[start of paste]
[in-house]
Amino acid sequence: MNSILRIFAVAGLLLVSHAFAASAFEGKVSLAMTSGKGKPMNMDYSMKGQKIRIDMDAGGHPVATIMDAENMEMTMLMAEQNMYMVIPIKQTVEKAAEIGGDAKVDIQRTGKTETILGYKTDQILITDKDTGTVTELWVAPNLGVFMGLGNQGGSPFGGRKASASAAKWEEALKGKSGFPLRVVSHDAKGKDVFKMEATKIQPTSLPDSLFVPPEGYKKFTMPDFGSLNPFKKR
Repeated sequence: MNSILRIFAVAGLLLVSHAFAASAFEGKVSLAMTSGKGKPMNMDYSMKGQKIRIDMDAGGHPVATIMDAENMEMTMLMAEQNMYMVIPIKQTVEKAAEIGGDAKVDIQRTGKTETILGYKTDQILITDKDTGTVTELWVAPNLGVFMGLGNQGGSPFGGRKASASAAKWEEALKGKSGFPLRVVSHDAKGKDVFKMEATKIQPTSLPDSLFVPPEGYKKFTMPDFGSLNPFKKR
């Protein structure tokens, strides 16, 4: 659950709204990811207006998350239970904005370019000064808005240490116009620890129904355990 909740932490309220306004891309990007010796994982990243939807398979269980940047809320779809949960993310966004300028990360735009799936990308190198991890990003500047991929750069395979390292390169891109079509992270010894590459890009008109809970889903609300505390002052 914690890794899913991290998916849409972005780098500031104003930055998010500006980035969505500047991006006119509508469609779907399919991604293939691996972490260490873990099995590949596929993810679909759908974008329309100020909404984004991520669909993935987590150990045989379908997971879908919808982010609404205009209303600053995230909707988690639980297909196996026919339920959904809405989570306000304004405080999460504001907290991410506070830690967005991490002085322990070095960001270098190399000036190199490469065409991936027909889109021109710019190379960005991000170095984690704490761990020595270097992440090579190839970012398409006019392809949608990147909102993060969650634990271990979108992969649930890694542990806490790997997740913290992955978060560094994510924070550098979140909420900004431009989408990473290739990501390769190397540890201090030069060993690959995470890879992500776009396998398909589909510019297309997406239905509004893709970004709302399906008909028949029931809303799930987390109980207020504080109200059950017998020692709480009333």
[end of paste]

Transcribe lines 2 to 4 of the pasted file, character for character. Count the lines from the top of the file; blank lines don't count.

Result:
Amino acid sequence: MNSILRIFAVAGLLLVSHAFAASAFEGKVSLAMTSGKGKPMNMDYSMKGQKIRIDMDAGGHPVATIMDAENMEMTMLMAEQNMYMVIPIKQTVEKAAEIGGDAKVDIQRTGKTETILGYKTDQILITDKDTGTVTELWVAPNLGVFMGLGNQGGSPFGGRKASASAAKWEEALKGKSGFPLRVVSHDAKGKDVFKMEATKIQPTSLPDSLFVPPEGYKKFTMPDFGSLNPFKKR
Repeated sequence: MNSILRIFAVAGLLLVSHAFAASAFEGKVSLAMTSGKGKPMNMDYSMKGQKIRIDMDAGGHPVATIMDAENMEMTMLMAEQNMYMVIPIKQTVEKAAEIGGDAKVDIQRTGKTETILGYKTDQILITDKDTGTVTELWVAPNLGVFMGLGNQGGSPFGGRKASASAAKWEEALKGKSGFPLRVVSHDAKGKDVFKMEATKIQPTSLPDSLFVPPEGYKKFTMPDFGSLNPFKKR
């Protein structure tokens, strides 16, 4: 659950709204990811207006998350239970904005370019000064808005240490116009620890129904355990 909740932490309220306004891309990007010796994982990243939807398979269980940047809320779809949960993310966004300028990360735009799936990308190198991890990003500047991929750069395979390292390169891109079509992270010894590459890009008109809970889903609300505390002052 914690890794899913991290998916849409972005780098500031104003930055998010500006980035969505500047991006006119509508469609779907399919991604293939691996972490260490873990099995590949596929993810679909759908974008329309100020909404984004991520669909993935987590150990045989379908997971879908919808982010609404205009209303600053995230909707988690639980297909196996026919339920959904809405989570306000304004405080999460504001907290991410506070830690967005991490002085322990070095960001270098190399000036190199490469065409991936027909889109021109710019190379960005991000170095984690704490761990020595270097992440090579190839970012398409006019392809949608990147909102993060969650634990271990979108992969649930890694542990806490790997997740913290992955978060560094994510924070550098979140909420900004431009989408990473290739990501390769190397540890201090030069060993690959995470890879992500776009396998398909589909510019297309997406239905509004893709970004709302399906008909028949029931809303799930987390109980207020504080109200059950017998020692709480009333």